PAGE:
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Sir Winston Leonard Spencer-Churchill (30 ноя 1874 - 24 янв 1965) The World Crisis Part II 1915

To All Who Tried

CHAPTER XIII

THE CASE FOR PERSEVERANCE AND DECISION

But the events that followed yielded not even these sombre consolations. Lord Kitchener did not make up his mind between the two courses, he drifted into both, and was unable to sustain either. The War Council, instead of coming to grips with him and making him come to grips with his problem, mutely and supinely awaited the mysterious workings of his mind. The First Sea Lord continued in a position where if the military attack failed he could say, ‘I was always against the Dardanelles—see my memorandum of February 27,’ and if it succeeded, ‘I was always in favour of a joint operation—see my letter to the First Lord of January 4.’ The British Army in France struggled forward at the side of the French into the disastrous offensives of May, and when these failed, as they were bound to, the Headquarters Staff turned upon Lord Kitchener and exposed the deficiency of shells, which they well knew from the beginning. Sir Ian Hamilton’s Army sprang ashore on the Peninsula, and then while victory was within their grasp fell down for want of shells and reinforcements, both of which, on the scale they required them, could at any time have been supplied. And lastly the Fleet, although now fully equipped for the naval attack, having thrown their responsibilities upon the Army, never even tested the enemy defences, and became the spectators and subsidiary assistants of a long and lamentable series of disasters incurred and of opportunities for ever thrown away.

CHAPTER XIV

THE FIRST DEFEAT OF THE U-BOATS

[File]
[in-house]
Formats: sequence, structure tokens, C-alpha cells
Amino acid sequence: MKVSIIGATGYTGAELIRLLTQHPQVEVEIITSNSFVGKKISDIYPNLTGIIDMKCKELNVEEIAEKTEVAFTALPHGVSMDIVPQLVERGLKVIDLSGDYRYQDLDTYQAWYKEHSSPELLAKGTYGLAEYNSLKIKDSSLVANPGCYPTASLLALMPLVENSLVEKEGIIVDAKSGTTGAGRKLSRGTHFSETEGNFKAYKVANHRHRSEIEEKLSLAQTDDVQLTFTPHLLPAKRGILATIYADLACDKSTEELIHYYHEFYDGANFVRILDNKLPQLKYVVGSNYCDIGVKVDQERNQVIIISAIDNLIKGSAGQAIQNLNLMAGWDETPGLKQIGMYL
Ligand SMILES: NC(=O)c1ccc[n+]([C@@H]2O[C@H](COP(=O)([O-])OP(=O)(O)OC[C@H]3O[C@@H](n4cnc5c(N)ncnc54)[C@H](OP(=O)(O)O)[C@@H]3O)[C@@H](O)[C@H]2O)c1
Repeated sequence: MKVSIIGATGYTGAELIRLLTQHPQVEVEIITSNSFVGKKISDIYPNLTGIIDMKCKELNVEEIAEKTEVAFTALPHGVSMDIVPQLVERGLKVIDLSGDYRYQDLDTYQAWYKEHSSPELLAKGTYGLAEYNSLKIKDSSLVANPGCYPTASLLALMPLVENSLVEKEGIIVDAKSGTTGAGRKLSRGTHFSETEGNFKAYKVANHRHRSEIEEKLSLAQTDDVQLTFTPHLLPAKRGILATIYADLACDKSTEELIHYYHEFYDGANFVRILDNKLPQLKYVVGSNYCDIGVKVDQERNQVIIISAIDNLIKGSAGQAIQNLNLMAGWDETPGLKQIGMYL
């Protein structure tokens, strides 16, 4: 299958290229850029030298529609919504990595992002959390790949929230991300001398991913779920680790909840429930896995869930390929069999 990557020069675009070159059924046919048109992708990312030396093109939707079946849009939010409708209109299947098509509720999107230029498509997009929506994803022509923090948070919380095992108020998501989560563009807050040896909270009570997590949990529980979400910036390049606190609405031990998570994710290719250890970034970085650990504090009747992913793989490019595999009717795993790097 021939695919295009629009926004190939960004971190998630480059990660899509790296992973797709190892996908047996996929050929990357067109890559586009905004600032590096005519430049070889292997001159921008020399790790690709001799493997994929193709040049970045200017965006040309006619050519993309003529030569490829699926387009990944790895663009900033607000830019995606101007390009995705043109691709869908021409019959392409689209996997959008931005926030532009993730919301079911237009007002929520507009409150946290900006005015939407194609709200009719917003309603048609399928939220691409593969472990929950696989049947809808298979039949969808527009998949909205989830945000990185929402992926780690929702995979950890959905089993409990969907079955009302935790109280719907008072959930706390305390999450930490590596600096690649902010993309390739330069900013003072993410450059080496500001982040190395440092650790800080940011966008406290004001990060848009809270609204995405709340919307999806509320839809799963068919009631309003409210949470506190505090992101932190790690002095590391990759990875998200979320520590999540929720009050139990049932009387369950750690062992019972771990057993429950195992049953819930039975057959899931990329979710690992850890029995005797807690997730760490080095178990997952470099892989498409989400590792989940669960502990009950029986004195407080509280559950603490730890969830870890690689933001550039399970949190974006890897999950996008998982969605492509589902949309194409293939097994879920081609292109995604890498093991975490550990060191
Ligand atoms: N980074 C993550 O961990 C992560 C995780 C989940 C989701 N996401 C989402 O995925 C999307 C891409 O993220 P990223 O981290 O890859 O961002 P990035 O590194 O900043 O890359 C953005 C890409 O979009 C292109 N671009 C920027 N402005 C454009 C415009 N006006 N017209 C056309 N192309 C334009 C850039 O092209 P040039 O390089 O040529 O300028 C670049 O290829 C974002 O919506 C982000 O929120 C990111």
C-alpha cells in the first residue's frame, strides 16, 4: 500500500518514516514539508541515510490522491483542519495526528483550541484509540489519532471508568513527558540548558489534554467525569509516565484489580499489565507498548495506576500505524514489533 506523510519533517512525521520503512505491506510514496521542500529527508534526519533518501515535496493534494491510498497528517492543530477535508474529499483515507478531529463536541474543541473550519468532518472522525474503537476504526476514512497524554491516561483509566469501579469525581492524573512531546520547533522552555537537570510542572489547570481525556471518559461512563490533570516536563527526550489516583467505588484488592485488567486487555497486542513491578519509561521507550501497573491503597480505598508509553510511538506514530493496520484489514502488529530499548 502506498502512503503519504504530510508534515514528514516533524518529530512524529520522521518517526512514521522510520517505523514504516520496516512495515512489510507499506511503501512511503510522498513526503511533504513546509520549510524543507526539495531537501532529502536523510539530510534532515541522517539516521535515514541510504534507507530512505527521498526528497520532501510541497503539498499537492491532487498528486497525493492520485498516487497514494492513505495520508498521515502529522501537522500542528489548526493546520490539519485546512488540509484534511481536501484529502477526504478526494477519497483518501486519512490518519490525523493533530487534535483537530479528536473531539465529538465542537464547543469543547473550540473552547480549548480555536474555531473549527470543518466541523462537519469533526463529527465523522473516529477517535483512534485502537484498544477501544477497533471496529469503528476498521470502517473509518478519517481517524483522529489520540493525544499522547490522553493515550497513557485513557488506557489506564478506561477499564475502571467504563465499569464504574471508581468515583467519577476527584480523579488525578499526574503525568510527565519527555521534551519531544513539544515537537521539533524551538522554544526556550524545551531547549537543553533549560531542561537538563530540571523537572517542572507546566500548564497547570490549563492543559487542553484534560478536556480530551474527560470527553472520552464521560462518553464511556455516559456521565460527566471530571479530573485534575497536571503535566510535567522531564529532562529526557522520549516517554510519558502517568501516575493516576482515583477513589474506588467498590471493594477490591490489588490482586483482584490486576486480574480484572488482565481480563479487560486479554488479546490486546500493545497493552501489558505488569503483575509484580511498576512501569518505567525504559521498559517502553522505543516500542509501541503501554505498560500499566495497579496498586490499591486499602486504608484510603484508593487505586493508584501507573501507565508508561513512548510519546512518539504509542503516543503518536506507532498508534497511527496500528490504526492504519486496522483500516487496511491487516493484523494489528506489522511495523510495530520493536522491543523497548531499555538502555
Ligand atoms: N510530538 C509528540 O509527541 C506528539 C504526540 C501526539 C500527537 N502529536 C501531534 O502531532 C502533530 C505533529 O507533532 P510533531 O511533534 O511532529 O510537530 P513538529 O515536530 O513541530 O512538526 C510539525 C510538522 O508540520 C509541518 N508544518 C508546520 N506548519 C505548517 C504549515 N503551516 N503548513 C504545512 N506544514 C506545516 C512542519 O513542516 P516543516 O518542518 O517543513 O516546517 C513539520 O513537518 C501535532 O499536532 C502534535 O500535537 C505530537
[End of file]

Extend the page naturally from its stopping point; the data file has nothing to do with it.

The Cabinet still laboured to perfect and maintain the Blockade against the enemy on the sea and the lawyers across the ocean.

We also purchased Italian and French submarines, in order to learn all that could be known of their design.

At the outbreak of the war we had altogether 74 submarines built, 31 building, and 14 ordered or projected. The Germans had 33 built and 28 building. But of the British total of 74 built, only 18 (8 E’s and 10 D’s) were over-sea boats, whereas of the 33 German submarines built no fewer than 28 were ‘over-sea’ vessels.

The submarine is the only vessel of war which does not fight its like. This is not to say that combats have not taken place between submarines, but these are exceptional and usually inconclusive. It follows therefore that the submarine fleet on one side ought not to be measured against the submarine fleet on the other. Its strength should be regulated not according to the number of enemy submarines, but according to your own war plan and the special circumstances of your country.

We looked forward to a sensible abatement of the pressure which the American Government was putting upon us to relax our system of blockade, and we received a whole armoury of practical arguments with which to reinforce our side of the contention.

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